DECEMBER 2, 2001
Now they are serious
The problem is one of money. The Kirch Group, which now owns 58.3% of the Formula One holding company SLEC but is negotiating to buy another 16.7% from EM.TV, has invested a great deal of money to buy the rights to the series and does not want to give away too much of its income. SLEC currently gets around 65% of the revenues generated by F1 while Allsport Management in Geneva takes another big chunk of money. The car manufacturers are believed to be offering Formula 1 teams something like 85% of the total revenues of the series. And Kirch cannot compete with that. Kirch and the teams are reportedly so far apart on money that it does not look like there can be a solution and at some point or other Kirch is going to have to wake up to the realization that it has a worthless asset if the Formula 1 teams decide to join the new series.
It is agreed that the World Championship will be seen by the public as the series in which Ferrari is racing. Ferrari is the heart and soul of the business and it is very clear that the Italian team is at the center of the new GPWC although the organizational push appears to be coming more from DaimlerChrysler. If Kirch tries to put up a fight, it is likely to come in the form of an attempt to buy up racing circuits. The trouble with this approach is that very few of the modern facilities are essential to the World Championship and Monaco (the one exception) cannot be bought. Monaco will go to whichever series it feels will best serve its aims - and that means that it will follow Ferrari.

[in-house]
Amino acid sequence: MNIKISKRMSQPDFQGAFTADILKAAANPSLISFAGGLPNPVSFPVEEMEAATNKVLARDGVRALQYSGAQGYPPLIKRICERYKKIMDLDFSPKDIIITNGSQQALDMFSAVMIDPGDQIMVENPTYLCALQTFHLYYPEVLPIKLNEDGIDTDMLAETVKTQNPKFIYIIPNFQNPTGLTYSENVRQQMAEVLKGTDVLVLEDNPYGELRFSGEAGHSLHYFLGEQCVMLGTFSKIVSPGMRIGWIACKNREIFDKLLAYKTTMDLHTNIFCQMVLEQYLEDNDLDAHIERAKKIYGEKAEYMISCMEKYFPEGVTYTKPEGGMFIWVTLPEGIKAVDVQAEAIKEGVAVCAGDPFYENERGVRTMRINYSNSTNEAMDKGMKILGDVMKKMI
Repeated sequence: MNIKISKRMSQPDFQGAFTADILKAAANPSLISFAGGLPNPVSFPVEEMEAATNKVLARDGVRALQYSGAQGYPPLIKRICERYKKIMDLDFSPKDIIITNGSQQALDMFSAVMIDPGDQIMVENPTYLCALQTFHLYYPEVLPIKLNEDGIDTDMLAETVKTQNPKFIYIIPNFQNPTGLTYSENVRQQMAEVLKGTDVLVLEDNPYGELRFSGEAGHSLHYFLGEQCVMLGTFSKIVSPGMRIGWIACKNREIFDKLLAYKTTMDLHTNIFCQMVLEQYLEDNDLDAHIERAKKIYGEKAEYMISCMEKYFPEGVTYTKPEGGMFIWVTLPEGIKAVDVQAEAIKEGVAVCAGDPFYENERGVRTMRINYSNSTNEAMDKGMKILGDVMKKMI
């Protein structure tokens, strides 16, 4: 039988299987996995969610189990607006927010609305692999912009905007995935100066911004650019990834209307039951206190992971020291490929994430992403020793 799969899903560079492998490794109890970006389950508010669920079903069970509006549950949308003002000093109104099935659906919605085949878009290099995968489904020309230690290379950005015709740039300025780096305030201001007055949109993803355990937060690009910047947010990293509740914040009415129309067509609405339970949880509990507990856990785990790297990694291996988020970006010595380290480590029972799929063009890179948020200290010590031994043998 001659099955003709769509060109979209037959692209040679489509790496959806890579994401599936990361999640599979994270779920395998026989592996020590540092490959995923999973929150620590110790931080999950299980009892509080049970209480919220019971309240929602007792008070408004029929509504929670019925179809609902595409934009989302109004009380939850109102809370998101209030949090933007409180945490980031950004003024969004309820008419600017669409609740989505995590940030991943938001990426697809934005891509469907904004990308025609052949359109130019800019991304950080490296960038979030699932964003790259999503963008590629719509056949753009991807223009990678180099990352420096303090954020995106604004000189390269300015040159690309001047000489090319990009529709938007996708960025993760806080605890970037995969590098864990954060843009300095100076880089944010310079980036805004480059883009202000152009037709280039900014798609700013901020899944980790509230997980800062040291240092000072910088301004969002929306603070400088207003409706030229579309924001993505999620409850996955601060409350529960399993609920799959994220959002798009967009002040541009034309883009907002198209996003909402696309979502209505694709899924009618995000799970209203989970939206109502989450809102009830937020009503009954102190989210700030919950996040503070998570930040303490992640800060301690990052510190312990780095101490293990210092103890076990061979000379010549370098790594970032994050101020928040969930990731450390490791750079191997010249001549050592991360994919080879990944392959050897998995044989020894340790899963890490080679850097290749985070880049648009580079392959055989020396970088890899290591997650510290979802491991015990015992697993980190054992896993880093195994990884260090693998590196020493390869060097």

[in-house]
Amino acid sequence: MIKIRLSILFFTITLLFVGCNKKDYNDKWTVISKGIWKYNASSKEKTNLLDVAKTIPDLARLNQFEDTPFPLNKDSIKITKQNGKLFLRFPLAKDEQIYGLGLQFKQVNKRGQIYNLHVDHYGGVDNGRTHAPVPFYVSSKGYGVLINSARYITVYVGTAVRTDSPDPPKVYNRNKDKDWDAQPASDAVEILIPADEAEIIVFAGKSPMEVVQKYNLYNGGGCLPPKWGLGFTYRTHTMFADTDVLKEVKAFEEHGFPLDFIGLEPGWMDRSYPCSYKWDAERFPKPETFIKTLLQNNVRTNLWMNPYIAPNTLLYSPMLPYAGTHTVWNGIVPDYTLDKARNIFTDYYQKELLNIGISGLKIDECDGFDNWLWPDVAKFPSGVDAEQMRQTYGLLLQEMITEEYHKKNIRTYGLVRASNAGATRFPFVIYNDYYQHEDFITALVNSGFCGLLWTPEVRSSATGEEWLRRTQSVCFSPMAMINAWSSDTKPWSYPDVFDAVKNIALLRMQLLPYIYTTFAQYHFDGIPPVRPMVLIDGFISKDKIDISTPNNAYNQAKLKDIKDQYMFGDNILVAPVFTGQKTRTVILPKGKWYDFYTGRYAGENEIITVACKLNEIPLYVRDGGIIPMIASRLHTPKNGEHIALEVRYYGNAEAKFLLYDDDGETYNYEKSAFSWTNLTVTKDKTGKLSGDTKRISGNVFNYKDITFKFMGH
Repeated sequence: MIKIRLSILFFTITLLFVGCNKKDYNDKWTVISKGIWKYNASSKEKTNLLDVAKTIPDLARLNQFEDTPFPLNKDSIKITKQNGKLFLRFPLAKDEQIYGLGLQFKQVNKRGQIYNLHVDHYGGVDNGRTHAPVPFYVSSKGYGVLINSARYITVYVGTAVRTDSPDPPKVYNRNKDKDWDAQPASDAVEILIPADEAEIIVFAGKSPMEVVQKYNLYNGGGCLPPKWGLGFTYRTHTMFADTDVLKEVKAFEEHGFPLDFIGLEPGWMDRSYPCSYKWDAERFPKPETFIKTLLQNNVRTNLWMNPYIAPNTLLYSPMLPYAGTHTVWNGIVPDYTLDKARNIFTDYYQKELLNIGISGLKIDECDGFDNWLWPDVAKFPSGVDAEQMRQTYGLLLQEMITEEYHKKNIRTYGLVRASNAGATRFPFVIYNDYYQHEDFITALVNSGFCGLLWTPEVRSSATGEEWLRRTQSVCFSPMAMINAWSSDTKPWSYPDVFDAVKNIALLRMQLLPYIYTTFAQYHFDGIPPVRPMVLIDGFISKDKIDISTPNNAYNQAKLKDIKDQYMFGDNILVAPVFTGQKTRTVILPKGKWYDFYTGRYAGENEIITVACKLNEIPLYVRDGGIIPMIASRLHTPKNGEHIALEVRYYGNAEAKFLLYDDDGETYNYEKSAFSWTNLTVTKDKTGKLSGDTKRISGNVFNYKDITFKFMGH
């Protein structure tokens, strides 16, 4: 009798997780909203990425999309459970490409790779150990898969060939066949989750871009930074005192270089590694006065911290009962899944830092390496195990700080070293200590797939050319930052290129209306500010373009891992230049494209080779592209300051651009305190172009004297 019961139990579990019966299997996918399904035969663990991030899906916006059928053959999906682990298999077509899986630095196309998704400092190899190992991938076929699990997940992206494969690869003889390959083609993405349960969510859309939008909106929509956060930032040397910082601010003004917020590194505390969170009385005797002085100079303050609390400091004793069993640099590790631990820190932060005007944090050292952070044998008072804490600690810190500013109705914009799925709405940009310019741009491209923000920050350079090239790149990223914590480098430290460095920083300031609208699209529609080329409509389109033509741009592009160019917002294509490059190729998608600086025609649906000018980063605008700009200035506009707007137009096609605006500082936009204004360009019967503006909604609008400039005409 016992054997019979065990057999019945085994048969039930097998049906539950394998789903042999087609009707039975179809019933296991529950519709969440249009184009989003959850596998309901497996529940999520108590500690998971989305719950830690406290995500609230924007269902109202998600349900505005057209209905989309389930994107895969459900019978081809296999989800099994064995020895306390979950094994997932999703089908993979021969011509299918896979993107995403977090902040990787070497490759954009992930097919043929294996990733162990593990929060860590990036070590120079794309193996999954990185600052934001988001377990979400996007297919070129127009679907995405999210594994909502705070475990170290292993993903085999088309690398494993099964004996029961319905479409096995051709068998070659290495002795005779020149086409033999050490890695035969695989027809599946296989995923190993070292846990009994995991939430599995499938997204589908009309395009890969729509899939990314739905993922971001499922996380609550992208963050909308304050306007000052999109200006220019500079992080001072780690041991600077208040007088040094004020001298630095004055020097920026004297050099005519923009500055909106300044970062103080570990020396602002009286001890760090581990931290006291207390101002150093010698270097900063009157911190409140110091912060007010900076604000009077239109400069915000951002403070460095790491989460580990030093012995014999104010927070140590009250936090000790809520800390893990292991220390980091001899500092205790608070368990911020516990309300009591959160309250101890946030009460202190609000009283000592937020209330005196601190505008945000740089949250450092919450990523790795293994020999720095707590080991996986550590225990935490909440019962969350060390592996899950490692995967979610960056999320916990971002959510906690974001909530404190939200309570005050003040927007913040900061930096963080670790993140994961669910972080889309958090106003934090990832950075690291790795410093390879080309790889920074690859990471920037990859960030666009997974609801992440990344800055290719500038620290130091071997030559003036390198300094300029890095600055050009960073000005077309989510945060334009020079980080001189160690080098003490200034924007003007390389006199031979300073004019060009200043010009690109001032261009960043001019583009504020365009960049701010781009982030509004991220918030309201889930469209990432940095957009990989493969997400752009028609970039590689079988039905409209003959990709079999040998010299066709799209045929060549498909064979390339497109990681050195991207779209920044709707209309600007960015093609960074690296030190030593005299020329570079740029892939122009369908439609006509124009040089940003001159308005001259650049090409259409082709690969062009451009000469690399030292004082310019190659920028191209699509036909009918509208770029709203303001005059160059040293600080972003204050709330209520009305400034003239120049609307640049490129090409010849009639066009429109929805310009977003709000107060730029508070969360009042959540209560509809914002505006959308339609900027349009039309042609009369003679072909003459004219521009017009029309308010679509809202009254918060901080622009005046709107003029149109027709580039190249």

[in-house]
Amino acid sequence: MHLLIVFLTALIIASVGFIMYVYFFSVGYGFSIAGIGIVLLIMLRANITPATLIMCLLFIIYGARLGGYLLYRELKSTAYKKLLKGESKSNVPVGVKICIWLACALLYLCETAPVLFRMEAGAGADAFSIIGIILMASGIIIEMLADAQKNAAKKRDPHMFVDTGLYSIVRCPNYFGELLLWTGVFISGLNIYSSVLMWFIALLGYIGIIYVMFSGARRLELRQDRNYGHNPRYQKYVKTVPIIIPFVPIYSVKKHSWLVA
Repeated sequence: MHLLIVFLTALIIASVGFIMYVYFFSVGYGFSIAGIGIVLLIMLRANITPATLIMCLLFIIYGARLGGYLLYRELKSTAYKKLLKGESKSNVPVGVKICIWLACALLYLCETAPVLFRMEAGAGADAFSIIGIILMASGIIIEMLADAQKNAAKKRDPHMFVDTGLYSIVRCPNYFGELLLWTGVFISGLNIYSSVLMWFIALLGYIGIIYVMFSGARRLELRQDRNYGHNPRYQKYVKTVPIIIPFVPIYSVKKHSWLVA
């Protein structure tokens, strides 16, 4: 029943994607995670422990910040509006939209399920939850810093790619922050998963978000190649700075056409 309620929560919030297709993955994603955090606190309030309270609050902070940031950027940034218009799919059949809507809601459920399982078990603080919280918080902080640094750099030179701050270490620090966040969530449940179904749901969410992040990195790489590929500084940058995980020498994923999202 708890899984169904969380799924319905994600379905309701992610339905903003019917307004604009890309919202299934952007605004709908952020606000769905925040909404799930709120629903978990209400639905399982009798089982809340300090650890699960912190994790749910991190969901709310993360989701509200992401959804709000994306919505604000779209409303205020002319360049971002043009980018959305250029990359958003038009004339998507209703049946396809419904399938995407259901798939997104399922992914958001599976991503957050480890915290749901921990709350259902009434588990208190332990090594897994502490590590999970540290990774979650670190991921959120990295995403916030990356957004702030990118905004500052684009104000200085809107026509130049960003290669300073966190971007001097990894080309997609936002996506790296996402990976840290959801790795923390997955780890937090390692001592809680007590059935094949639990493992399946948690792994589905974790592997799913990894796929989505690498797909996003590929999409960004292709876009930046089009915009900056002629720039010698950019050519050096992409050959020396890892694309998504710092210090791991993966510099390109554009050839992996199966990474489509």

Of the rest, there are none which cannot be replaced. Many teams have no desire at all to go to places like Magny-Cours and Austria and would happily fund (or at least encourage) other circuits to bid for races. France, as an example, has any number of tracks which could be upgraded or created and there might, perhaps, even be another attempt at getting a race nearer Paris.
The FIA is not really in a position to dictate anything apart from safety regulations and the GPWC plotters do not really see the need to try to establish a rival federation as there is plenty of time to field a candidate in FIA elections if that is the path they choose to take. The current FIA Deputy President for Sport is Marco Piccinini, a man with strong Ferrari links. He is ideally placed to take over from Max Mosley when his mandate expires in October 2005.
The only obvious way in which Kirch could offer the teams more (and thus make the most of the investment already made) would be to acquire Allsport Management. This would mean that Kirch could match the kind of money being offered by GPWC but it would need further immediate investment.
And Allsport would not come cheap...